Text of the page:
Due to their Australian Shepherd linked lineage, Auggies are most definitely not hypoallergenic dogs. Aussies are one of the top shedding dogs out there. Corgis are also not a hypoallergenic breed. Meaning, Auggies had no chance when it came to being born as a hypoallergenic breed of dog. 

Do Auggies Have Any Health Problems?

There are some common health problems that Auggies have been known to face, but otherwise are rather healthy breeds of dogs. Some of the common health problems that are faced by Auggies as a breed include epilepsy, canine hip dysplasia, blindness, or even deafness. This is why regular visits to the vet are important. That way any sort of health issue that your Auggie puppy may be in danger of can be faced and taken care of right off.

Can I Train an Auggie?

Due to their herding dog genetics, they are incredibly independent and stubborn, but also extremely trainable. It just takes the right owner/trainer who has the patience to train an Auggie puppy. Auggie puppies have been known to respond well to positive feedback with a reward system. Auggie puppies, just like any other puppy out there really, love treats and verbal praises when they’ve done a good job. 

Caring for an Auggie Puppy

Their diets will change as they grow older, but as puppies, you will want to be sure to provide them with all of the best nutrition, such as putting them on a grain-free diet for dogs. Talk to your vet if you are unsure of which puppy food might best suit your Auggie. You will just want to be sure to provide them with the right nutrients to replenish all of what these energetic puppies are able to expend each day.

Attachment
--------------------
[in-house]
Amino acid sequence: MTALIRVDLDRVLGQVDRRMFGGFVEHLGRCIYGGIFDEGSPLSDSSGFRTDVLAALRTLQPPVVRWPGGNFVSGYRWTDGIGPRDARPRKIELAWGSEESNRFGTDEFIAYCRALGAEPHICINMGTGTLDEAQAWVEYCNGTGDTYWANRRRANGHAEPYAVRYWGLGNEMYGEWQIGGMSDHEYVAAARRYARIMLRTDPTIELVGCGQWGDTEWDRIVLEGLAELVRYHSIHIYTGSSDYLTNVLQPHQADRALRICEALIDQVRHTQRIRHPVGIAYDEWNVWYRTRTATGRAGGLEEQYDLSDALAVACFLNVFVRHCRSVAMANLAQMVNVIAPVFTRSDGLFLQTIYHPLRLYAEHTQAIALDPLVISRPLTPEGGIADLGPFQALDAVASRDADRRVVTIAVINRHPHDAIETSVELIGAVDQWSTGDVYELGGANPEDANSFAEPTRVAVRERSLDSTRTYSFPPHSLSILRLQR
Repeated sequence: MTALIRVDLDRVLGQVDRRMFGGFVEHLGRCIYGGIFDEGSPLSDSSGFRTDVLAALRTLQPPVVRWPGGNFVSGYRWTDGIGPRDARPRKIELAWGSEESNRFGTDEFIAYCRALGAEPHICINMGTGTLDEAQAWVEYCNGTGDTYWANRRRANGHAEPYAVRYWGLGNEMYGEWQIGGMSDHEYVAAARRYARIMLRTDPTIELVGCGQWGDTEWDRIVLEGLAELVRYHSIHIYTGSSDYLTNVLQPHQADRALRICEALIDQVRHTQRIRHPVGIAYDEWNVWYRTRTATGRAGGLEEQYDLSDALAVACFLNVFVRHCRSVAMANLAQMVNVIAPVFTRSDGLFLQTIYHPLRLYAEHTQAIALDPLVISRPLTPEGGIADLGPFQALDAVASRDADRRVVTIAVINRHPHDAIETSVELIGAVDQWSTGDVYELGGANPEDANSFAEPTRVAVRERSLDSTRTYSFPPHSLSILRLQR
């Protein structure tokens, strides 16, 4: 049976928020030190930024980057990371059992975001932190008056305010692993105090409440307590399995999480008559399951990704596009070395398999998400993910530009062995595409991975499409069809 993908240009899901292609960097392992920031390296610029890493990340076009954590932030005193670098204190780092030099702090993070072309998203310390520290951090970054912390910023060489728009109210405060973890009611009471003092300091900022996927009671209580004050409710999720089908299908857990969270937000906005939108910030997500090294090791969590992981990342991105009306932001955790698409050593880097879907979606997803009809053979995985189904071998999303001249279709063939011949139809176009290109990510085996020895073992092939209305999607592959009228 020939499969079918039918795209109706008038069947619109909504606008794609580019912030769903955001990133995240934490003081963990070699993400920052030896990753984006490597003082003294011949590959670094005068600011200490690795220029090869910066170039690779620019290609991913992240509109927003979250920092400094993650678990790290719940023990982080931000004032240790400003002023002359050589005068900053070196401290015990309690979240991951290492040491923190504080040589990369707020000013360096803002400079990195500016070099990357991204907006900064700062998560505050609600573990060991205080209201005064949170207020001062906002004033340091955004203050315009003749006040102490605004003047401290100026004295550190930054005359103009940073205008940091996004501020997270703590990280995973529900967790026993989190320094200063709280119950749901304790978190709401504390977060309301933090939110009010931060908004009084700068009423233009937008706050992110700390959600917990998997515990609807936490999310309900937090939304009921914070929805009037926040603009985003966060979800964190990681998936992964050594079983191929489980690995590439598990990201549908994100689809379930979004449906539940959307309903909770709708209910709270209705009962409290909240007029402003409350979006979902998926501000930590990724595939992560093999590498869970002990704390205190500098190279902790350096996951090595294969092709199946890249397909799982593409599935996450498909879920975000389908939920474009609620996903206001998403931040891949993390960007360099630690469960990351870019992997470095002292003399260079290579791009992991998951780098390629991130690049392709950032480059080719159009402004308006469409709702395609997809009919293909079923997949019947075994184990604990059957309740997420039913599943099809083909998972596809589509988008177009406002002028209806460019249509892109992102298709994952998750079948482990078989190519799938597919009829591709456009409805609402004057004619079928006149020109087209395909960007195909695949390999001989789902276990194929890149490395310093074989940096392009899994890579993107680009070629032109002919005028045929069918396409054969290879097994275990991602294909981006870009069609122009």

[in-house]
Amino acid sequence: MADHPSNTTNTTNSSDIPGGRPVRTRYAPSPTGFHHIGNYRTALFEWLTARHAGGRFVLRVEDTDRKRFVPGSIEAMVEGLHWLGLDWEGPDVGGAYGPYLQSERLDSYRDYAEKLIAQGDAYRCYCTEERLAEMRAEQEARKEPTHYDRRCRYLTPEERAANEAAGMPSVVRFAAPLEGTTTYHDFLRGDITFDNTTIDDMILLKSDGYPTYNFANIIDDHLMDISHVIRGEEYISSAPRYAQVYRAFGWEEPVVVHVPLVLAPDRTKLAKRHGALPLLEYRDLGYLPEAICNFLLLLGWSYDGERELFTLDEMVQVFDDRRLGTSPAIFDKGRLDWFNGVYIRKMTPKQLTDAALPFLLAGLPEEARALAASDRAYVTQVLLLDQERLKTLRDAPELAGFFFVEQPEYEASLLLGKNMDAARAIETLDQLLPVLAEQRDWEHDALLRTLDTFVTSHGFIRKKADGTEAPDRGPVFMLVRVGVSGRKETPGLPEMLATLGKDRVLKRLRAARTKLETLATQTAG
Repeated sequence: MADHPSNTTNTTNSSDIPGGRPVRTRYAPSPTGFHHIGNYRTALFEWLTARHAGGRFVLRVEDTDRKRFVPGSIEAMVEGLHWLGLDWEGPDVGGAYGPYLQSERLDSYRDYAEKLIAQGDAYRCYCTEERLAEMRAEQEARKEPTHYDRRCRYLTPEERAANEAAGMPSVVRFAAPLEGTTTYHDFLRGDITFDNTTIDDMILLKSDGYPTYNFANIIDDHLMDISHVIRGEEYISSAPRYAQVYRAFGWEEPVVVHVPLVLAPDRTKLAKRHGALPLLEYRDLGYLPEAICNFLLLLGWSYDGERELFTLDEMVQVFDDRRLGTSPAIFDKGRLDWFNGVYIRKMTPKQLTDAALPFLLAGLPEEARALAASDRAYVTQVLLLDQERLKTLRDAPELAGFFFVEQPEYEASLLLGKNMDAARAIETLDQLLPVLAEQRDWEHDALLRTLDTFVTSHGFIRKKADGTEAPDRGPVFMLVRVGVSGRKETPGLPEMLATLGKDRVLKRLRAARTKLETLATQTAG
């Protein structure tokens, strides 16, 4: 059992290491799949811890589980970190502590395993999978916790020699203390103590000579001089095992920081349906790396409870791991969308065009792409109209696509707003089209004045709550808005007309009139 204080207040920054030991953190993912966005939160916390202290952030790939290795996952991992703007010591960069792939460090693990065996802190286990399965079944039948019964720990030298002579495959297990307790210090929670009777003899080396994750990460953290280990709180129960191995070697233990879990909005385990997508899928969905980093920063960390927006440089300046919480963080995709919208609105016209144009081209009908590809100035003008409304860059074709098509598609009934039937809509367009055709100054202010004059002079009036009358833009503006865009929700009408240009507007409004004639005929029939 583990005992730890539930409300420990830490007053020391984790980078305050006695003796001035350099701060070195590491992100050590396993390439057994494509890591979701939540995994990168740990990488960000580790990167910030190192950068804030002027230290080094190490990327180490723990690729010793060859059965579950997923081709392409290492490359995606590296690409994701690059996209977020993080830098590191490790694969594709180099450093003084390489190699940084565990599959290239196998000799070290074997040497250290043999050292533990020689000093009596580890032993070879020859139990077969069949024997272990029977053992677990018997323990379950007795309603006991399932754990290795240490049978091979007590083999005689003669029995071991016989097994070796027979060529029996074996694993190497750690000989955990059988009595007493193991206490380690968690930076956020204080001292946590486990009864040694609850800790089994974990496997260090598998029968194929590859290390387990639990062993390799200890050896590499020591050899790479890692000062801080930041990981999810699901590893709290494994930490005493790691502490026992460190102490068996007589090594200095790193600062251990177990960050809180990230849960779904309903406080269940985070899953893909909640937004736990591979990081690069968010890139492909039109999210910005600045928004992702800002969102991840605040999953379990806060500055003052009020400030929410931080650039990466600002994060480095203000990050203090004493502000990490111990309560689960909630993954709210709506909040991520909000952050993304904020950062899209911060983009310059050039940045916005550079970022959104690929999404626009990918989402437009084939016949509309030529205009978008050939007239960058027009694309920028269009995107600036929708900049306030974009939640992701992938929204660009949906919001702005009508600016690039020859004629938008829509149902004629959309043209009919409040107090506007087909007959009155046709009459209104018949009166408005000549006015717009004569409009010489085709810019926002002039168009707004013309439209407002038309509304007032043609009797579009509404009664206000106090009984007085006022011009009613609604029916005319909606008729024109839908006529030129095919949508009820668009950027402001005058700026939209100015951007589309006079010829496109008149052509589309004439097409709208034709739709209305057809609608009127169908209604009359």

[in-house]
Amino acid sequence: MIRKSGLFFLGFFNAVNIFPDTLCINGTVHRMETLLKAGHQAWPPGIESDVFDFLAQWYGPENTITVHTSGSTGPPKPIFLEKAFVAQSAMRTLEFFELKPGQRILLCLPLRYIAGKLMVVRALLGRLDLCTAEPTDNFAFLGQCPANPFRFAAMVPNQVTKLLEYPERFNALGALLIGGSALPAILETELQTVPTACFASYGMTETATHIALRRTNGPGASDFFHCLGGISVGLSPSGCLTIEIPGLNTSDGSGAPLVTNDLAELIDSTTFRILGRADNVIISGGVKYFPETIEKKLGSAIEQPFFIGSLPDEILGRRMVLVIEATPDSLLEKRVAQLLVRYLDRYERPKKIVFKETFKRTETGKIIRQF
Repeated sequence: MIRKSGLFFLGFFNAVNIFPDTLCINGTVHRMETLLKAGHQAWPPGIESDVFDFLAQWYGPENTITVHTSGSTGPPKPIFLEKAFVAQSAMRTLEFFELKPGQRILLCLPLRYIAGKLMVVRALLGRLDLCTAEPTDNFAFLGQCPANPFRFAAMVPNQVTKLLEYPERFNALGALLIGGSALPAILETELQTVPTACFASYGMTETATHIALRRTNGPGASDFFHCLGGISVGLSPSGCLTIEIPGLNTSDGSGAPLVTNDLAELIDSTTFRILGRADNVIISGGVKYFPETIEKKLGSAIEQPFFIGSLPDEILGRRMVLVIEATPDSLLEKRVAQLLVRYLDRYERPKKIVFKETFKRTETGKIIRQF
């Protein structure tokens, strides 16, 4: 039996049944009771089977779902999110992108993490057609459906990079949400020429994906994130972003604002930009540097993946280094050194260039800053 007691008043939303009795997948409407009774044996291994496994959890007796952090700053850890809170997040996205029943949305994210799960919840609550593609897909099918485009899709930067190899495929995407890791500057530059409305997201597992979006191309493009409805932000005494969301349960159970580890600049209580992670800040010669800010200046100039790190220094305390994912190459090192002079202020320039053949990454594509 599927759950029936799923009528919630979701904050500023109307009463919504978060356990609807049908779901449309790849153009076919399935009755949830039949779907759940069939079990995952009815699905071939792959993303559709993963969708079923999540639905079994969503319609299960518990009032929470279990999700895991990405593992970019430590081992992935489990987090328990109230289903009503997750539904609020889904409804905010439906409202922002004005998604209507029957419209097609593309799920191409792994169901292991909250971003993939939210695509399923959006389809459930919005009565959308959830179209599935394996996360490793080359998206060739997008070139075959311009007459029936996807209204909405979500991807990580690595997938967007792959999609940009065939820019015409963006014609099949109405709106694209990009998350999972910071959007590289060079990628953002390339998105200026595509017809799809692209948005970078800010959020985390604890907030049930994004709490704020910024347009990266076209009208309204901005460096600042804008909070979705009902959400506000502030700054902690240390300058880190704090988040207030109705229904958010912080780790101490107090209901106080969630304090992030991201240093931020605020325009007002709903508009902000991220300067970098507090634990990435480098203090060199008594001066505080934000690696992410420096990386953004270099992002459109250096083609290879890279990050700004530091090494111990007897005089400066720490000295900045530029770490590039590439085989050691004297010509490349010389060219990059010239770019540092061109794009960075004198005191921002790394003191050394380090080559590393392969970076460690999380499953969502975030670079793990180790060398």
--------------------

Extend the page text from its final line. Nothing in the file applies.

Auggie puppies also need adequate grooming and hygiene care to keep up with their thick coat of fur. Both of the parents of the Auggie are known for their luscious fur coats. Meaning the Auggie has inherited this thick fur coat. A coat that sheds quite frequently, especially with annual seasonal changes. It's important to keep up with a grooming routine starting at an early age, so your Auggie puppy can grow up used to this routine. 

Conclusion 

Auggie puppies make great family pets for families who want a dog that remained small and adorable for their entire life. With the beautiful color patterns of the Australian Shepherd, as well as the short stature and energetic personality of the Corgi, combined to make this breed, the Auggie is the result of two amazing dogs combined. 

What is an Auggie?

An Auggie is a combination between an Australian Shepherd and the Pembroke Welsh Corgi. These dogs are essentially miniature versions of Australian Shepherds, going by looks alone.

How much does an Auggie dog cost?

On average, these adorable little crossbred puppies cost somewhere between $600-$800. This price all depends on who you adopt your Auggie from as well as their particular breeding.

What kind of dog is an Auggie?

An Auggie is a playful and energetic cross-bred dog. They are a wonderful mix of an Australian Shepherd and a Pembroke Welsh Corgi dog. They are also considered to be herding dogs, considering that both parents were also bred to be herding dogs back in their day.

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Written by Leo Roux